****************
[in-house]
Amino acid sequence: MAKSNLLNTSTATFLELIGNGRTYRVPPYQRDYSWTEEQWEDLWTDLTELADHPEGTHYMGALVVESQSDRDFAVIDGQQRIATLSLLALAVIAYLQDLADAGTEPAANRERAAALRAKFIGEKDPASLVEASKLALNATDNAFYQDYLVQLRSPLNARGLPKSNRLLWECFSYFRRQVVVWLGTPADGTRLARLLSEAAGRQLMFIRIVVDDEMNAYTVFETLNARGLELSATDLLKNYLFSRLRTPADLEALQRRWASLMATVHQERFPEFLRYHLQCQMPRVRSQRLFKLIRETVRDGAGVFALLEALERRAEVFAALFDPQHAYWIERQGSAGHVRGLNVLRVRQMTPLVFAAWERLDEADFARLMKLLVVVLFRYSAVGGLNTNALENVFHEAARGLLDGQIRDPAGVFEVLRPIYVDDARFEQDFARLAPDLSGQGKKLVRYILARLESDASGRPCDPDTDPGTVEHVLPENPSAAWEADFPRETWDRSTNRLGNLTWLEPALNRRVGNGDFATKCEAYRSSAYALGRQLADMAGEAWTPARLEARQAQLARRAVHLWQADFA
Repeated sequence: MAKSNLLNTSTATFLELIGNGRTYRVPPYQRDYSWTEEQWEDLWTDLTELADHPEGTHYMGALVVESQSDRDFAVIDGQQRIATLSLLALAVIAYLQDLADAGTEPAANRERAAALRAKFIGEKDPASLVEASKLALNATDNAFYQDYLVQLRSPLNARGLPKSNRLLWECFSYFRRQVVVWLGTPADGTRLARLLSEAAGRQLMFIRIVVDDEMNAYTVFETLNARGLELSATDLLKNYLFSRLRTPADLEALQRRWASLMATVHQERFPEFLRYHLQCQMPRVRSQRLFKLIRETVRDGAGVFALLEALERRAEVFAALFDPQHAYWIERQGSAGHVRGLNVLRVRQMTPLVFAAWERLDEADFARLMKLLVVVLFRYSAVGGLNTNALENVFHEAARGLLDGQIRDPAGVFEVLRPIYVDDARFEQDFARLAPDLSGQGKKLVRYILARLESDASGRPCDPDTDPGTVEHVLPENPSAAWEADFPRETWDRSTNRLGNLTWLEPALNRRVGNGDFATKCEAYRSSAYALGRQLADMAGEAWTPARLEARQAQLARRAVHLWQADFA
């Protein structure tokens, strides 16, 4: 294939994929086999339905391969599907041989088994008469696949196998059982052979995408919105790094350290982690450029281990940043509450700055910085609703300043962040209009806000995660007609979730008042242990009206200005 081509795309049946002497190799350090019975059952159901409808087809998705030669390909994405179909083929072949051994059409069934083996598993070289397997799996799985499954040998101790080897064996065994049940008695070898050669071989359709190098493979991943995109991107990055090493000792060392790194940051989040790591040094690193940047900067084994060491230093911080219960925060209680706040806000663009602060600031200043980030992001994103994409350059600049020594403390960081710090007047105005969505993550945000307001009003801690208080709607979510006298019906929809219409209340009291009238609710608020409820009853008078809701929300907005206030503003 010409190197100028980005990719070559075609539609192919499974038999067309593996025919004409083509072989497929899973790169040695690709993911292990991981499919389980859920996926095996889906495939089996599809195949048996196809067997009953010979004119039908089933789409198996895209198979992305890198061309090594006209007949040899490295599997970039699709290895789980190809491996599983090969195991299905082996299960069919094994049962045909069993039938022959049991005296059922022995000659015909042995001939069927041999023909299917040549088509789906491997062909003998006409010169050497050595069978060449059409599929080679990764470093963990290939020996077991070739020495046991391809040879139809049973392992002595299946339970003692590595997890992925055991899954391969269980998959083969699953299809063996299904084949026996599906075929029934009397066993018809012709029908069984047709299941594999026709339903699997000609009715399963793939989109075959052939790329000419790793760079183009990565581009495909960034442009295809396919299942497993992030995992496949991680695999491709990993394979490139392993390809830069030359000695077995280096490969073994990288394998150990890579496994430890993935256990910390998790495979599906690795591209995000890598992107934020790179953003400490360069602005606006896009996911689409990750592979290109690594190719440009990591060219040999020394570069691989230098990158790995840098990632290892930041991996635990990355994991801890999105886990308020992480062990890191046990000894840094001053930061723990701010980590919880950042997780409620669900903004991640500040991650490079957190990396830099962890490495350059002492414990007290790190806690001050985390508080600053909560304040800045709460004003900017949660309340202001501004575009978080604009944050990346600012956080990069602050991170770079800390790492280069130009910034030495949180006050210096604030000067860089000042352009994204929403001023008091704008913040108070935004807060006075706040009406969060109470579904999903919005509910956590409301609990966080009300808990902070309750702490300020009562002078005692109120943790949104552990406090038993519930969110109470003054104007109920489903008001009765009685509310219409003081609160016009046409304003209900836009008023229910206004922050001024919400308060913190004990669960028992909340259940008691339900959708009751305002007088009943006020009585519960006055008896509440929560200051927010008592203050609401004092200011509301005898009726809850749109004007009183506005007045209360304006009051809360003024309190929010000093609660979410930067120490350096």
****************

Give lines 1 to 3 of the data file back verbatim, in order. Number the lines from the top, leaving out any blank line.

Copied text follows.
[in-house]
Amino acid sequence: MAKSNLLNTSTATFLELIGNGRTYRVPPYQRDYSWTEEQWEDLWTDLTELADHPEGTHYMGALVVESQSDRDFAVIDGQQRIATLSLLALAVIAYLQDLADAGTEPAANRERAAALRAKFIGEKDPASLVEASKLALNATDNAFYQDYLVQLRSPLNARGLPKSNRLLWECFSYFRRQVVVWLGTPADGTRLARLLSEAAGRQLMFIRIVVDDEMNAYTVFETLNARGLELSATDLLKNYLFSRLRTPADLEALQRRWASLMATVHQERFPEFLRYHLQCQMPRVRSQRLFKLIRETVRDGAGVFALLEALERRAEVFAALFDPQHAYWIERQGSAGHVRGLNVLRVRQMTPLVFAAWERLDEADFARLMKLLVVVLFRYSAVGGLNTNALENVFHEAARGLLDGQIRDPAGVFEVLRPIYVDDARFEQDFARLAPDLSGQGKKLVRYILARLESDASGRPCDPDTDPGTVEHVLPENPSAAWEADFPRETWDRSTNRLGNLTWLEPALNRRVGNGDFATKCEAYRSSAYALGRQLADMAGEAWTPARLEARQAQLARRAVHLWQADFA
Repeated sequence: MAKSNLLNTSTATFLELIGNGRTYRVPPYQRDYSWTEEQWEDLWTDLTELADHPEGTHYMGALVVESQSDRDFAVIDGQQRIATLSLLALAVIAYLQDLADAGTEPAANRERAAALRAKFIGEKDPASLVEASKLALNATDNAFYQDYLVQLRSPLNARGLPKSNRLLWECFSYFRRQVVVWLGTPADGTRLARLLSEAAGRQLMFIRIVVDDEMNAYTVFETLNARGLELSATDLLKNYLFSRLRTPADLEALQRRWASLMATVHQERFPEFLRYHLQCQMPRVRSQRLFKLIRETVRDGAGVFALLEALERRAEVFAALFDPQHAYWIERQGSAGHVRGLNVLRVRQMTPLVFAAWERLDEADFARLMKLLVVVLFRYSAVGGLNTNALENVFHEAARGLLDGQIRDPAGVFEVLRPIYVDDARFEQDFARLAPDLSGQGKKLVRYILARLESDASGRPCDPDTDPGTVEHVLPENPSAAWEADFPRETWDRSTNRLGNLTWLEPALNRRVGNGDFATKCEAYRSSAYALGRQLADMAGEAWTPARLEARQAQLARRAVHLWQADFA